• If, however, the tape does have a tendency to prejudice or inflame, the court will examine it with great care to determine whether its probative value exceeds its prejudicial effect. Pisel v. Stamford Hospital, 180 Conn. 314, 323-324, 430 A.2d 1, 8 (1980) (admitting videotape which, “while not pleasant viewing, fairly presented to the jury Miss Pisel’s condition and the type of care she was required to receive”); Bannister v. Town of Noble, Oklahoma, 812 F.2d 1265, 1270 (10th Cir. 1987)(court should examine film outside the presence of jury to determine whether probative value outweighs prejudice – admission of film upheld).
  • Prime candidates for exclusion are tapes which zoom in for close-up shots of agonized grimaces or tears or carry painful groans or screams on the sound track. Thomas v. C.G. Tate Construction Co., Inc., 465 F.Supp. 566, 568 (D.S.C. 1979).
  • If the attempt to conjure sympathy results in an unrepresentative view of the plaintiff’s condition for any reason, it will be excluded on that ground. Foster v. Crawford Shipping Co., Ltd., 496 F. 2d 788, 791 (3rd Cir. 1974). See also Transit Homes Inc. v. Bellamy, 282 Ark. 453, 671 S.W.2d 153, 158-159 (1984) overruled on other grounds, Peters v. Pierre, 858 S.W.2d 680 (1993) (excluding “day in the life” tape where pre-existing quadriplegic injuries were more pronounced than those received in the accident at issue).
  • The fact that the tape depicts matters elsewhere covered in the medical or other testimony does not render it objectionable as cumulative. A tape, like photographic evidence in general, can be cumulative only of other photographic exhibits but not of testimony. See Ashley v. Nissan Motor Corp., 321 So. 2d 868, 872-873 (La. App. 1975) overruled on other grounds; see Case v. Arrow Trucking, 372 So.2d 670, 677 (1979); Grimes v. Employees Mutual Liability Ins. Co.,supra; Jones v. City of Los Angeles, 20 Cal. App. 4th 436, 445-446 (1993) (em>Grimes).
  • The predicate for admitting a “day in the life” film is no different than that for any other videotape. It must be shown to accurately depict the people and scenes shown.
  • The trial court is given wide discretion in determining the admissibility of “day in the life” films. Air Shields, supra.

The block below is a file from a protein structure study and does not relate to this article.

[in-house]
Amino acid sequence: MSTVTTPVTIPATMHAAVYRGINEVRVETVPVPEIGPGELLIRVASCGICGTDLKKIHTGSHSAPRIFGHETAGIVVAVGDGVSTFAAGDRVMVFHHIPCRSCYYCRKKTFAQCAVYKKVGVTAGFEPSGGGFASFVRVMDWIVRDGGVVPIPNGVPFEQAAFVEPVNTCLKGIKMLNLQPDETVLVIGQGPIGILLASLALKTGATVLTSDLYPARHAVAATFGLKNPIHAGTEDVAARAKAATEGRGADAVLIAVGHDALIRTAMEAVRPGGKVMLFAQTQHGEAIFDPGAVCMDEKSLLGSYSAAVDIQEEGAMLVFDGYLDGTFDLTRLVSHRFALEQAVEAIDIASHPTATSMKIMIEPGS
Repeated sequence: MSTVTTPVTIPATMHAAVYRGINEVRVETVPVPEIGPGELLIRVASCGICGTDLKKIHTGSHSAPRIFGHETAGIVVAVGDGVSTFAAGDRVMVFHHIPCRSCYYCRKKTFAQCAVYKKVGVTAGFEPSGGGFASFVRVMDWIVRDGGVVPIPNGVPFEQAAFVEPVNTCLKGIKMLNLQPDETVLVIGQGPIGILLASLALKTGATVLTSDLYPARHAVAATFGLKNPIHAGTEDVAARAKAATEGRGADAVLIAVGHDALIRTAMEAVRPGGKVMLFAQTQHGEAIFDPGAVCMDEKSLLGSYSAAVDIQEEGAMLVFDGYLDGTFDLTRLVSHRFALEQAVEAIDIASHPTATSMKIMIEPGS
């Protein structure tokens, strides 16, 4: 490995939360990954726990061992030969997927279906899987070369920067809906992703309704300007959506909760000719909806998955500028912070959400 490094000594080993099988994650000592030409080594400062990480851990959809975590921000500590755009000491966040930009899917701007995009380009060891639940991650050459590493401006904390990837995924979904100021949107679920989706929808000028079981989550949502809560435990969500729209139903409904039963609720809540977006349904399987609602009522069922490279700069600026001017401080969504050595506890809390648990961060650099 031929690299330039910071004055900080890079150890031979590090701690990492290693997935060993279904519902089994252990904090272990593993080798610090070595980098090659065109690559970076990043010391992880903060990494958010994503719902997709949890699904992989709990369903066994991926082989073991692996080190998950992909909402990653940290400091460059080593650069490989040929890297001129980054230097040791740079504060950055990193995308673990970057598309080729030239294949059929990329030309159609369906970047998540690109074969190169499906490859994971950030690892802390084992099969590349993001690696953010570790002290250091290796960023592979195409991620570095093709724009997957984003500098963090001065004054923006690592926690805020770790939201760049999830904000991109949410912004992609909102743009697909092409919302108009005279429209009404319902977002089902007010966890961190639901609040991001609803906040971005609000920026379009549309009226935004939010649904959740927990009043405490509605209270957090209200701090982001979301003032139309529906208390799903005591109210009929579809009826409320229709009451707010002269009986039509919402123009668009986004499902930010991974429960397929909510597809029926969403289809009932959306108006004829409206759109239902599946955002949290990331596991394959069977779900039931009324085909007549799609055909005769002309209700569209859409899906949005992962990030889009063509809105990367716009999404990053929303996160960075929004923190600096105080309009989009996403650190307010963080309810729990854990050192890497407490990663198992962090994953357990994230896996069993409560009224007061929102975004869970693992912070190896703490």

The general rule is that “day in the life” films are admissible if relevant to any issue in the case.
  • Careful consideration should be given to whether a “day in the life” film should be narrated or not. If narrated, the tape must be presented in open court by the narrator from the stand so as to afford the other side an opportunity to cross-examine. The tape can be done silently or with ambient sound and then narration dubbed in at a later time.
  • Videotapes depicting “a day in the life” should only be admitted when, for some specific articulable reason, the tape conveys the observations of a witness to the jury more fully or accurately than the witness can convey to them through the medium of conventional, in-court examination. Bolstridge v. Central Main Power Co., 621 F.Supp. 1202, 1204 (D. Me. 1985). But see Ellingwood v. Stevens, 564 So.2d 932, 936 (Ala. 1990)(declining to adopt “inflexible rule” for admission of videotapes set forth in Bolstridge).
  • Defendant cannot complain of allegedly improper “day in the life” film admitted into evidence where defendant introduced evidence of a similar character, including a surveillance video of plaintiff. Wal-Mart v. Hoke, 2001 WL 931658 (Tex. App. – Houston [14 Dist.]) (Not designated for publication, but may be cited with notation “not designated for publication.” See Tx. R. RAP Rule 47.7).
  • See also 29A Am.Jur.2d Evidence, Sections 980, 987 (2003); 32A C.J.S. Evidence Sec. 999 (2004); C.D. Varner & J.M. McGee, Worth A Thousand Words: The Admissibility of Day-In-The-Life Videos, 35 Tort & Ins. L.J. 175 (1999).

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Table of Authorities | Table of Contents | Page 1: I – IV | Page 2: V – VI | Page 3: VII – IX | Page 4: X – XII | Page 5: XIII – XV | Page 6: XVI – XIX | Page 7: XX – XXIV | Page 8: XXV – XXX